A few years ago, my family and I attended my sister’s college graduation. After the ceremony, we had the typical iPhone photoshoot in front of one of her college’s landmarks. Joining us was my sister’s boyfriend and his family—a boy she has dated for all four years of college (and will presumably marry). Standing there in their graduation robes, they posed heteronormativity with his hands on her waist while she draped her arms around his shoulders. Staring into the iPhone’s lens, they each forced an overbearingly toothy smile.
As I stood there in the misty rain wearing oversized black sunglasses and a maroon lip with a large hot coffee in hand, my mother, quietly and unprovoked, whispered into my ear, “Don’t worry, you’ll have someone one day, too.” I couldn’t help but laugh hysterically. My mother channeled the prototypical rom-com mother who believes that all I need in life is a committed romantic partner to experience every achievement and moment of life’s great journey with. It was absurd, she was absurd and honestly, out of touch.
Nevertheless, this story perfectly illustrated a broader cultural phenomenon. My 23 year old sister basically hasn’t been single since she was 13 (I wish I were exaggerating). On the other hand, I’ve never introduced my mother to a guy I’ve dated. While this situation has a lot to do with my gender and queerness, my mother’s comment indicates the social phenomenon that we are all expected to want and find a partner while we are young and then grow old with.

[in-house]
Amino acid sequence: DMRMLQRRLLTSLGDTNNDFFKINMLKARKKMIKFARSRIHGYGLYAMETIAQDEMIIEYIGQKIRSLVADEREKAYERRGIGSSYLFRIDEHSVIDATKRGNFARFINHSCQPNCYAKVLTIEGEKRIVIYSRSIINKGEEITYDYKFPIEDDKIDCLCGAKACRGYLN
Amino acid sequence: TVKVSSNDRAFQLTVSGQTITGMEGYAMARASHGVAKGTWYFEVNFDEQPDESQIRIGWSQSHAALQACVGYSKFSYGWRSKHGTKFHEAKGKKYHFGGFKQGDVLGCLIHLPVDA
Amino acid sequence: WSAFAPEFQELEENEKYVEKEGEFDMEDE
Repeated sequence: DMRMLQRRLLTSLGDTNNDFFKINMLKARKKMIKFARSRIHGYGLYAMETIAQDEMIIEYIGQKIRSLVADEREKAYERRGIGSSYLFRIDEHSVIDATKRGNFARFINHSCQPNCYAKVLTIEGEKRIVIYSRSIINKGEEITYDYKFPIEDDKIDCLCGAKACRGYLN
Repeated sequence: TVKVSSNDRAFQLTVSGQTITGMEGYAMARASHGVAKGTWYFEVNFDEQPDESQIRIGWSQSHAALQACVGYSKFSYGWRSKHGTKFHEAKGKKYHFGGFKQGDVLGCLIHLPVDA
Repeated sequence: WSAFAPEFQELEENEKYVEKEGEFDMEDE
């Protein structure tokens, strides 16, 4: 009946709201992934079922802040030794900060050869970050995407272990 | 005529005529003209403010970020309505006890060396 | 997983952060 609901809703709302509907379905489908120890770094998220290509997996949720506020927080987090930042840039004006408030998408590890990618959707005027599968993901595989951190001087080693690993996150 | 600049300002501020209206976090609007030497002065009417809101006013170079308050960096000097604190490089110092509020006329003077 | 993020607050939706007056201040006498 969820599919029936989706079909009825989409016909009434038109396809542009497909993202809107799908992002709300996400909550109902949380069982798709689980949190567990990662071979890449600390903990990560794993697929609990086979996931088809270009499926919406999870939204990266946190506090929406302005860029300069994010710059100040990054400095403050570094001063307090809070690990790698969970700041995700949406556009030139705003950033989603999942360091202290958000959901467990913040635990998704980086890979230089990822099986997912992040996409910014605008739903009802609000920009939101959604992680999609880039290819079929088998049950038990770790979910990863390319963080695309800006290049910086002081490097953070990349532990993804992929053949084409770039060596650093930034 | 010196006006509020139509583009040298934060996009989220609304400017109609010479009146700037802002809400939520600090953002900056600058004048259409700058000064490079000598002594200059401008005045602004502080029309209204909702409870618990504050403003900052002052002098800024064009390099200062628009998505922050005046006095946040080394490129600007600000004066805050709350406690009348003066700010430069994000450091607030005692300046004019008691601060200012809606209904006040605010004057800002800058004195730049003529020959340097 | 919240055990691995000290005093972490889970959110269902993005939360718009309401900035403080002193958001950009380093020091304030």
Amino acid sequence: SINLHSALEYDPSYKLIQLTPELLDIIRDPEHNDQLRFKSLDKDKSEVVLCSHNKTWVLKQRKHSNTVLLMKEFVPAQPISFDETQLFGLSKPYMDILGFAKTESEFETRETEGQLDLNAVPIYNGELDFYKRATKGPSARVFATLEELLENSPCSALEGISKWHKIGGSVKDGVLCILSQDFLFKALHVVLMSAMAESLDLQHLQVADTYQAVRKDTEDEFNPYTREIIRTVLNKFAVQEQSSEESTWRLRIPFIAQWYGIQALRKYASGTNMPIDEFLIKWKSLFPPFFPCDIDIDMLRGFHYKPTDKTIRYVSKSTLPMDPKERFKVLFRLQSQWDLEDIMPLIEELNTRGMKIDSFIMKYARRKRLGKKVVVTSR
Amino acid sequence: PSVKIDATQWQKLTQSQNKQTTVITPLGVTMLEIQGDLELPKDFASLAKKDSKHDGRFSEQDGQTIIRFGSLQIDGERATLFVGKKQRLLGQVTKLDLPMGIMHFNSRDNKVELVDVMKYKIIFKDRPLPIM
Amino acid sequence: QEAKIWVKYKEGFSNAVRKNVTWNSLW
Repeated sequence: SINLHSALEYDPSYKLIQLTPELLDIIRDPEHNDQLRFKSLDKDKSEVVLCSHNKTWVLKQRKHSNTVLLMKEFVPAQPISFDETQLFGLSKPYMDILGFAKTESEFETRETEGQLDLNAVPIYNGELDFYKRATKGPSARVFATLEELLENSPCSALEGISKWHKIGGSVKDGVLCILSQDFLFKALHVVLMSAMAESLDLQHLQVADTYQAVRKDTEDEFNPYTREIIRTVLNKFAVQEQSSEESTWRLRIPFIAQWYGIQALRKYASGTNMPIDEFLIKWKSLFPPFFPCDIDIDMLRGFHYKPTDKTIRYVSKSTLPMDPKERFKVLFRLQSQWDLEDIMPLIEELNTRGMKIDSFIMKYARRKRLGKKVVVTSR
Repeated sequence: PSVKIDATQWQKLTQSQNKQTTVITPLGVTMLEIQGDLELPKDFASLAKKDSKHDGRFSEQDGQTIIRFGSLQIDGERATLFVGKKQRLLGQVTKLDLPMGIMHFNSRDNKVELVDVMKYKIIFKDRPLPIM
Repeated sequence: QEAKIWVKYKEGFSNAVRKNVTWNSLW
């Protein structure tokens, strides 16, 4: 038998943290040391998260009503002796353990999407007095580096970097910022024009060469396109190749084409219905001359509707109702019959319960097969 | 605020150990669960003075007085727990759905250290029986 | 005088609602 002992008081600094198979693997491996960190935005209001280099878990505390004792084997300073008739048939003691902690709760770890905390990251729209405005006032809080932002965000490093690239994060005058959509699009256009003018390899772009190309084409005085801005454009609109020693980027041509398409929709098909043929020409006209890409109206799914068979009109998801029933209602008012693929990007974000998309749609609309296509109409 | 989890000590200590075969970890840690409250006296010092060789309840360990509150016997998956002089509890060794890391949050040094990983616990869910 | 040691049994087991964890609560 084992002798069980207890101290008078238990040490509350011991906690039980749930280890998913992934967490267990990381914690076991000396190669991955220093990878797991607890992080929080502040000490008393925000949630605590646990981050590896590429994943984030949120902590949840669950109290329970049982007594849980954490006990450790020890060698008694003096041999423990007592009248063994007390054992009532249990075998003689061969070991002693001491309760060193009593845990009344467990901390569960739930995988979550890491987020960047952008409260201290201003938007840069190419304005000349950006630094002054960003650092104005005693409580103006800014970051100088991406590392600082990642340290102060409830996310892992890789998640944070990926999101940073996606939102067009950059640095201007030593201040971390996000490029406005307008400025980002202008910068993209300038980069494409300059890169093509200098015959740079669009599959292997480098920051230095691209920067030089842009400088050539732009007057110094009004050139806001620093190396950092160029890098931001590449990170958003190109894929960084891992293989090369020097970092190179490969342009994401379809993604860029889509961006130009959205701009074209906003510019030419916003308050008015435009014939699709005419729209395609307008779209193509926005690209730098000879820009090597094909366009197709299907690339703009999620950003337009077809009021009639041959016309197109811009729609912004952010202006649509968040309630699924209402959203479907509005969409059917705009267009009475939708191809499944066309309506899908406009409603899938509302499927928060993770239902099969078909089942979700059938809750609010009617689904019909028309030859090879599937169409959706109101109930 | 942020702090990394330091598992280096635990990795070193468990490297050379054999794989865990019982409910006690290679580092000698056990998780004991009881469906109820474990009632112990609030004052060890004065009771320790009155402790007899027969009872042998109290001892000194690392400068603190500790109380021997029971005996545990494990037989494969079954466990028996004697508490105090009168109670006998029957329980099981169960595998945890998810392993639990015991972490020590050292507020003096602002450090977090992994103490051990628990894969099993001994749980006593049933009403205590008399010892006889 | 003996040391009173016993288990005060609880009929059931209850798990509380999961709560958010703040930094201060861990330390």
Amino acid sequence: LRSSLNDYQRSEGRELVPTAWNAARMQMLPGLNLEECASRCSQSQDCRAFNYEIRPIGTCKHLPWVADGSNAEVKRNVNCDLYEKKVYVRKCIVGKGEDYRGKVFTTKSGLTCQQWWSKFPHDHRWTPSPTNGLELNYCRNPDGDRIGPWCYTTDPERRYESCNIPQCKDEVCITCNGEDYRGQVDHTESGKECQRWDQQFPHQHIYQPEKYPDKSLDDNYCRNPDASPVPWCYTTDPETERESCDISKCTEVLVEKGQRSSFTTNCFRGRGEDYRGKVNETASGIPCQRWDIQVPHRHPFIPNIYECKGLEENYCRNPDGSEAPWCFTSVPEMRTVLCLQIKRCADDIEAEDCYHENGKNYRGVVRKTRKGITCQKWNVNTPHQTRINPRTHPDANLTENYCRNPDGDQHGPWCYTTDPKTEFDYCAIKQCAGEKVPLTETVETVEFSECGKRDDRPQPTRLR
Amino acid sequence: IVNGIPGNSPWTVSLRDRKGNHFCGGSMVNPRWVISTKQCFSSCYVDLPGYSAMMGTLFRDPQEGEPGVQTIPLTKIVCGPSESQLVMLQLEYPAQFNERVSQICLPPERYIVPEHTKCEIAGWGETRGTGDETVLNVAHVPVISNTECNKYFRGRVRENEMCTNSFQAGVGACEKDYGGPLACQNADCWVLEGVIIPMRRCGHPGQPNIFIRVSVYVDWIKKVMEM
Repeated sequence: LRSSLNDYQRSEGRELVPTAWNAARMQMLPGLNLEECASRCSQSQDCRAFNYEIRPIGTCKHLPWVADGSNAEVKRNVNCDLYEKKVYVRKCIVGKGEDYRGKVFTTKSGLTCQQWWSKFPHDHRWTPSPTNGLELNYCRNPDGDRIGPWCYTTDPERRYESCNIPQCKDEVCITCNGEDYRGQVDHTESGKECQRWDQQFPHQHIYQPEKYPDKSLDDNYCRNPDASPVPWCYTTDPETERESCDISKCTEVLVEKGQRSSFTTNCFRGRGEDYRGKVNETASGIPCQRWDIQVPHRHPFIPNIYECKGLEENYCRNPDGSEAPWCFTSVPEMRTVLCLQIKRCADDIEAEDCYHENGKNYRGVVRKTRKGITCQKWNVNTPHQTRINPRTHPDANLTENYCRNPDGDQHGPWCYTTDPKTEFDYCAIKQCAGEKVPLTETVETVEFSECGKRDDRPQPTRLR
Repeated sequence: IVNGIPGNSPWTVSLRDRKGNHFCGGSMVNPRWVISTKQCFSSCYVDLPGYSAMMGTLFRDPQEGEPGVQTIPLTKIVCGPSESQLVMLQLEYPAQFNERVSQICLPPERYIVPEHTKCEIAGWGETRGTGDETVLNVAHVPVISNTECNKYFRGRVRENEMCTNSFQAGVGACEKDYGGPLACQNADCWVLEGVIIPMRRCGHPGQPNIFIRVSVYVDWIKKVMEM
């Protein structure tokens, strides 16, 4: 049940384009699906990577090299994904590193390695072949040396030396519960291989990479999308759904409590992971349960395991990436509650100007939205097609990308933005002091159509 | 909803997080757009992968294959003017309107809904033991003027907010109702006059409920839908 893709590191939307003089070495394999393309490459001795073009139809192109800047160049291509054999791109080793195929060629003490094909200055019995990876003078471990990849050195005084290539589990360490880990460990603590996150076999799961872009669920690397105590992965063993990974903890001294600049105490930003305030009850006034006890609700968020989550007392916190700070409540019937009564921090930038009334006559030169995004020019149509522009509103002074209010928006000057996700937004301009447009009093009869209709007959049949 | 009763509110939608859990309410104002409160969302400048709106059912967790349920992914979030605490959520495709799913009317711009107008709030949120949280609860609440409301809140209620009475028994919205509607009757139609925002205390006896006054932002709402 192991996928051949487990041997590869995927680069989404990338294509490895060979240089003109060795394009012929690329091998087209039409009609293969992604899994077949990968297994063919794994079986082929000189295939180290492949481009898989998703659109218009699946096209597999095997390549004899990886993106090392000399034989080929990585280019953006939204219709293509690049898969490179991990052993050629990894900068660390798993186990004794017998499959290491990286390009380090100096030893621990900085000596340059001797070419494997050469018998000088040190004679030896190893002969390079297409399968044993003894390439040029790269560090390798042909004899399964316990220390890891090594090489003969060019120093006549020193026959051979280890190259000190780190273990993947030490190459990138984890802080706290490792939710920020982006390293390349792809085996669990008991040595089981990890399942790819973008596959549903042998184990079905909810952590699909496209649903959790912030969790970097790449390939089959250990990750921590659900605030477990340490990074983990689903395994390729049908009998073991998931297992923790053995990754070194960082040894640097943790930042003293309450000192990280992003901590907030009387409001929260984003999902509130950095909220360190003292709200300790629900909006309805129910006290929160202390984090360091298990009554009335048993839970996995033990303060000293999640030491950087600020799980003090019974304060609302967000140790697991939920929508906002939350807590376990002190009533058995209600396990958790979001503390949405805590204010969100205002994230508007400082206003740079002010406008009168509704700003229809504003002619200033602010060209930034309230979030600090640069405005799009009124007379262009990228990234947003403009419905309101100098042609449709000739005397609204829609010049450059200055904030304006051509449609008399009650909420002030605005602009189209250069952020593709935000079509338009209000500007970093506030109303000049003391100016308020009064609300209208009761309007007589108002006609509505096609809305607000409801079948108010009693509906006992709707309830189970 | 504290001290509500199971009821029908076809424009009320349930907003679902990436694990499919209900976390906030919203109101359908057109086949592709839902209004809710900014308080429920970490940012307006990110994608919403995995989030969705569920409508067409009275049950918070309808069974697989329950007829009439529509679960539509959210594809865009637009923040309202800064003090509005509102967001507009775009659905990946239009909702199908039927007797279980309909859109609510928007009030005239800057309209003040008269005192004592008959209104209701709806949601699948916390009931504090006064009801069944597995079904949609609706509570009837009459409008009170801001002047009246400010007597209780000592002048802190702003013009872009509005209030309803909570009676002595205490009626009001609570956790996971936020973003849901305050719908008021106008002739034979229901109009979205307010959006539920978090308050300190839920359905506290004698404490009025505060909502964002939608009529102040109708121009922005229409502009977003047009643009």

What my mother didn’t realize is that I don’t want what my sister has. She says her boyfriend is her best friend, but this seems doubtful based on her own comments she has made about him privately. Nevertheless, she talks to him more than anyone else in her life, and despite hating the city her boyfriend wanted to live in, she was willing to move there after college. She talks about him all the time. I can’t think of a time in recent history where he hasn’t come up in our conversation. When our parents’ friends ask us the rehearsed lines for how to talk to a 20-something-year-old, they always ask her about her boyfriend; and they ask me if I’m seeing anyone as well.